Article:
I was getting very bored sitting in La Linea so I decided to take an overland trip to Granada and Seville. I guess this will be my last backpacking trip for a very long time. I am probably beyond the point of caring to travel anymore anyway. I am saturated for sure. So the real reason for the little over-landing was just to get off the boat.

The Spanish transport network leaves a lot to be desired, especially departing from La Linea. I was able to finally find a way out though and it was a very long and slow bus ride to Granada. I checked into the Makuto Hostel and it was very nice. The staff were great too. The only thing that was funny was my bed was twenty feet up a ladder! The first evening there I took a walking tour to see some of the views. During the tour we went up a hill that overlooks the city and there are caves where people still live. It was sort of interesting as they are quasi-legal and some are even made into full homes.

But I really came to Granada to see only one thing, the Alhambra. I have wanted to see this fortress and palace since I learned about it in Spanish class as a kid. I was worried my expectations would lead to a huge letdown, they usually do. But in this case, I was not at all let down. The Alhambra is very impressive and peaceful and lived up to the hype. Even if I had to wake up at 6 am to make sure I could get a ticket. The main ticket line was already three or four hundred people long when I arrived. Luckily there is a line for credit card purchases that is much shorter. This was very helpful and made the visit to the palaces very early in the morning.

From Granada I took a train to Seville, this was a much improved form of transit over the bus. I checked into the La Banda hostel when I arrived and hoped I might meet some interesting people to talk with. See, the sport of cruising is dominated by a bunch of old men and their fathers, so trying to find someone my own age can be difficult. The problem I found though is that the majority of backpackers in Spain are young. So young, like 19. This is fine I guess, they come here because it is really safe, or at least that is what I imagine. So they are all first time travelers, or at least a lot of them are. Backpackers in general, they always ask the same five questions, always. And I hate these questions, partly because I have heard them so often and partly because I have bad answers to them which only lead to more questions that I don’t really want to answer. So a typical conversation might go like this:

Twenty-two year old college kid: So, where’s home?
Me: Uh, home, right. Boston, I guess.
Twenty-two year old college kid: You guess? How can you now know where home is?”
Me: Its complicated, Boston.
Twenty-two year old college kid: Where have you been since you left?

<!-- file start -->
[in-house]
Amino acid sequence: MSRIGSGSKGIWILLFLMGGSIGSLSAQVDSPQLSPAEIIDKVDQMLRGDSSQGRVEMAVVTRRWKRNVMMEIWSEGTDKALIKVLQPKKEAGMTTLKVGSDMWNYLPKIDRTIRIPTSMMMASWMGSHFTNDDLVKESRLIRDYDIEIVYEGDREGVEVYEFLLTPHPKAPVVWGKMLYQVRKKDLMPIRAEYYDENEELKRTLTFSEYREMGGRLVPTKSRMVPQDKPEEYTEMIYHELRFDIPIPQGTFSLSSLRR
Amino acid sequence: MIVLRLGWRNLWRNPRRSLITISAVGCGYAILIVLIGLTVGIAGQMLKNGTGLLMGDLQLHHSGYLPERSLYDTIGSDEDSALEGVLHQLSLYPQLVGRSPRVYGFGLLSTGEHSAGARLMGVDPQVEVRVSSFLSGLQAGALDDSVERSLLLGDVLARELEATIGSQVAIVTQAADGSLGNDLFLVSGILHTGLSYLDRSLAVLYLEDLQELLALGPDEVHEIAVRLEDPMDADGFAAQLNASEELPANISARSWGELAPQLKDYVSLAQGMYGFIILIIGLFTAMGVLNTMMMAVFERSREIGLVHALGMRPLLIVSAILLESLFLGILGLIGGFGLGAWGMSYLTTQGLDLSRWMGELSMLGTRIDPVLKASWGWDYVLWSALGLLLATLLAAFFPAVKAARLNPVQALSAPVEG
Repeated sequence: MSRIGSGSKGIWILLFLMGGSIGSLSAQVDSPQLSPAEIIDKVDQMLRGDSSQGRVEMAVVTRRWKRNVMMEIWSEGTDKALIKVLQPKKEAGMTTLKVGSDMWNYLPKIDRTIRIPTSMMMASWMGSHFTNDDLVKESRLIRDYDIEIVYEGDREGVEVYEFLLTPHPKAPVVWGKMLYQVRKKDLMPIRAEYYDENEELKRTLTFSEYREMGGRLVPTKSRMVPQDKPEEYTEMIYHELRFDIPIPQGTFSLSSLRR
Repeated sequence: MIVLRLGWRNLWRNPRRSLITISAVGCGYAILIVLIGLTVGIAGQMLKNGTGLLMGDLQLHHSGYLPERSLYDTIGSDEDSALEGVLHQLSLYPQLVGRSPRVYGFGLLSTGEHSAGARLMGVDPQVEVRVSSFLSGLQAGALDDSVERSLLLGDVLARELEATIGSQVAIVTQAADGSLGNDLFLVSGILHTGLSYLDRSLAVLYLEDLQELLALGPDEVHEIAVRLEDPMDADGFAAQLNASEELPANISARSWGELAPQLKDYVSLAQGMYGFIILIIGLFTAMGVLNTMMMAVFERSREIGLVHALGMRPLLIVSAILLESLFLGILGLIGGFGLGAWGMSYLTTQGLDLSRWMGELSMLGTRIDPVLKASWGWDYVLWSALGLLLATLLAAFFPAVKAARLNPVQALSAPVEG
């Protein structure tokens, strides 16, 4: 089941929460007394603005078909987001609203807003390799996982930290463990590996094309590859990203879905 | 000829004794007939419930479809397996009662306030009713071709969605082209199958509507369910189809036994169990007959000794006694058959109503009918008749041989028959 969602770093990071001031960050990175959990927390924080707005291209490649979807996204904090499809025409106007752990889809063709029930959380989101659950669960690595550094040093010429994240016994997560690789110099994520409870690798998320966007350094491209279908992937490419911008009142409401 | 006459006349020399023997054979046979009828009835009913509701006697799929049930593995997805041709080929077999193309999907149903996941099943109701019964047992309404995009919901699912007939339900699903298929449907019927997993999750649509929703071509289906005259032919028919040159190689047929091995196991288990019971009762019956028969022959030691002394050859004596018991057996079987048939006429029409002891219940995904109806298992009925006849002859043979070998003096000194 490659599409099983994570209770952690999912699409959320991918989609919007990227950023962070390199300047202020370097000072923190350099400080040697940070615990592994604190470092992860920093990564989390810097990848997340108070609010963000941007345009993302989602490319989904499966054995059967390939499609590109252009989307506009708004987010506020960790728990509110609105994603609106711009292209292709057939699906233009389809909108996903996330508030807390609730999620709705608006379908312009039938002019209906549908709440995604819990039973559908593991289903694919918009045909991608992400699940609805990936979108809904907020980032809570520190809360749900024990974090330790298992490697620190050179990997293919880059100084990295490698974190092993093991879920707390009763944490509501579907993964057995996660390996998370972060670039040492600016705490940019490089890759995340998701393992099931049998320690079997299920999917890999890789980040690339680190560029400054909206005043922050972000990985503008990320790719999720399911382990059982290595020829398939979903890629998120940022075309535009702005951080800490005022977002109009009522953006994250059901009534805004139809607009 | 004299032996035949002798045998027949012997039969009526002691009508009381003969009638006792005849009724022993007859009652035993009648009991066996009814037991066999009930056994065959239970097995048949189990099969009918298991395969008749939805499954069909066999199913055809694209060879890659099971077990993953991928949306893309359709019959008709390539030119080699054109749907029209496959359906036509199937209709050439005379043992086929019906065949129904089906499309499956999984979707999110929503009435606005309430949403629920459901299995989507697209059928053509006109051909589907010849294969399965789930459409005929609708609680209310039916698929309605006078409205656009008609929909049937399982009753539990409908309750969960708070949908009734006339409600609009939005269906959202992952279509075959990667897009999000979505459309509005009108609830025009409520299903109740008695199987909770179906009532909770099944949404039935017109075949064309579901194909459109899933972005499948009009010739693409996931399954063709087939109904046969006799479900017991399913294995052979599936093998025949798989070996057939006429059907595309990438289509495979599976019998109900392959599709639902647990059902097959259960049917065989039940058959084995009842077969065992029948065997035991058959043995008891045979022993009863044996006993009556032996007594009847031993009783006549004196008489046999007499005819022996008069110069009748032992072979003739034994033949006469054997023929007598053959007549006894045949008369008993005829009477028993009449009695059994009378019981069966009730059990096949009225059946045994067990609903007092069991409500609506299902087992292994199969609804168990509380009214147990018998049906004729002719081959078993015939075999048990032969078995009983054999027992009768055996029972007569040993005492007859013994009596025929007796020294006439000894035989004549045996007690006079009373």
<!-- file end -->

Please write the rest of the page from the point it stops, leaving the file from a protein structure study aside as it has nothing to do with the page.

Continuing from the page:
Me: Uh, that’s kind of a tough answer, but I just came from La Linea.
Twenty-two year old college kid: Where?

Me: It’s next to Gibraltar.
Twenty-two year old college kid: Well where do you go next?
Me: Probably the Canaries. We’ll see.
Twenty-two year old college kid: Cool, so what do you do back in Boston?
Me: What do you mean?
Twenty-two year old college kid: You know, like for work?
Me: I don’t. I guess I was an engineer.
Twenty-two year old college kid: Sweet, I was going to be an engineer, but the math was too hard. So how long you been traveling?
Me: Three years, I have 8 months left.

There is always the same expression of surprise and at this point the conversation usually takes a difficult turn as I am forced to explain myself. That isn’t easy to do, especially to young people.

Anyway, the tour around Seville was nice. They have a huge cathedral and some other interesting stuff. I was really just taking a break from the boat though so I wasn’t all that interested in seeing a ton of sites. The ones I did were nice. The hostel ran a dinner every night too and the food was quite good. This gave me a chance to meet some of the older travelers. I was able to have some very good conversations over a few drinks. It was nice 30-something adult time.

I decided though that I am done with that sort of travel for a long time. It was ruined by some drunk Americans yelling at an Asian girl at 2 AM in the mixed-dorm. “Hey do you fucking speak English, I think you are in my bed!” She wasn’t. I felt so bad for her, and for my country in general. Mostly I think the thing that made me annoyed was how much this guy re-enforced the stereo-type of people from my country. I said something to the guy but I think he was too drunk to understand. In the morning I had to apologize to the girl and let her know we are not all like that.

Anyway, I caught a very long bus ride back to La Linea. I am glad I took a break but I really wish the Spanish would pick up after their dogs. There is dog-shit everywhere and so the whole country seems to be full of very aggressive shit-laden flies. This seems to be the only real drawback aside from the slow buses.

My brother comes tomorrow. This is good as it will end a very lonely two months. It will be nice to have someone to talk to and share the work with. We have a bit of a list to accomplish and then as soon as we can it is off to the open ocean again. I can’t wait, but for the next week the weather is not permitting. That’s OK, we have a lot of work to do.